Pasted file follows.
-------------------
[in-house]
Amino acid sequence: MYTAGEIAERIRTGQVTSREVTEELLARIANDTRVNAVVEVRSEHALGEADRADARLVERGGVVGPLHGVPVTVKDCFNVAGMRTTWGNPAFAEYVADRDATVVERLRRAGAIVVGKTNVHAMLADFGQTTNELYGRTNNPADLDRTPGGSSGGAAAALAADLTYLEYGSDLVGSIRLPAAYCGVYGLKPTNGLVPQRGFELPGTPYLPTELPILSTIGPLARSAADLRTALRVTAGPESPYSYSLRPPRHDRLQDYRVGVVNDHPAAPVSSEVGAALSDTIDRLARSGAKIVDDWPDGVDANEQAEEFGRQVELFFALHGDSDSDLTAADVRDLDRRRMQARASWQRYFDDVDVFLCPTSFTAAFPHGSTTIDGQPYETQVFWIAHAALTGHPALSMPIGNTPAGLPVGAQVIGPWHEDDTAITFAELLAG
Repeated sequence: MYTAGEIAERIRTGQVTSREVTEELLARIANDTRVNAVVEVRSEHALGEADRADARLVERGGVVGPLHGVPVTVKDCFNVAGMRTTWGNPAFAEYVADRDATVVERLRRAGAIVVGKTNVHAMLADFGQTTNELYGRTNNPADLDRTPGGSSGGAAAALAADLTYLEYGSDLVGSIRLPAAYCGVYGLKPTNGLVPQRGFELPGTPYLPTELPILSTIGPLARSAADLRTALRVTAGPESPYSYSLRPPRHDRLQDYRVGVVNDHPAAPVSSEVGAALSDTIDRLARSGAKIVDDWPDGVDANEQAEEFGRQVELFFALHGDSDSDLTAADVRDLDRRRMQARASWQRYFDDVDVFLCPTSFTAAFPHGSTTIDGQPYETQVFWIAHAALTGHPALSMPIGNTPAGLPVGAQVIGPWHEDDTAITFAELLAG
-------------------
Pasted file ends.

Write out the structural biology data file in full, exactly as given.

[in-house]
Amino acid sequence: MYTAGEIAERIRTGQVTSREVTEELLARIANDTRVNAVVEVRSEHALGEADRADARLVERGGVVGPLHGVPVTVKDCFNVAGMRTTWGNPAFAEYVADRDATVVERLRRAGAIVVGKTNVHAMLADFGQTTNELYGRTNNPADLDRTPGGSSGGAAAALAADLTYLEYGSDLVGSIRLPAAYCGVYGLKPTNGLVPQRGFELPGTPYLPTELPILSTIGPLARSAADLRTALRVTAGPESPYSYSLRPPRHDRLQDYRVGVVNDHPAAPVSSEVGAALSDTIDRLARSGAKIVDDWPDGVDANEQAEEFGRQVELFFALHGDSDSDLTAADVRDLDRRRMQARASWQRYFDDVDVFLCPTSFTAAFPHGSTTIDGQPYETQVFWIAHAALTGHPALSMPIGNTPAGLPVGAQVIGPWHEDDTAITFAELLAG
Repeated sequence: MYTAGEIAERIRTGQVTSREVTEELLARIANDTRVNAVVEVRSEHALGEADRADARLVERGGVVGPLHGVPVTVKDCFNVAGMRTTWGNPAFAEYVADRDATVVERLRRAGAIVVGKTNVHAMLADFGQTTNELYGRTNNPADLDRTPGGSSGGAAAALAADLTYLEYGSDLVGSIRLPAAYCGVYGLKPTNGLVPQRGFELPGTPYLPTELPILSTIGPLARSAADLRTALRVTAGPESPYSYSLRPPRHDRLQDYRVGVVNDHPAAPVSSEVGAALSDTIDRLARSGAKIVDDWPDGVDANEQAEEFGRQVELFFALHGDSDSDLTAADVRDLDRRRMQARASWQRYFDDVDVFLCPTSFTAAFPHGSTTIDGQPYETQVFWIAHAALTGHPALSMPIGNTPAGLPVGAQVIGPWHEDDTAITFAELLAG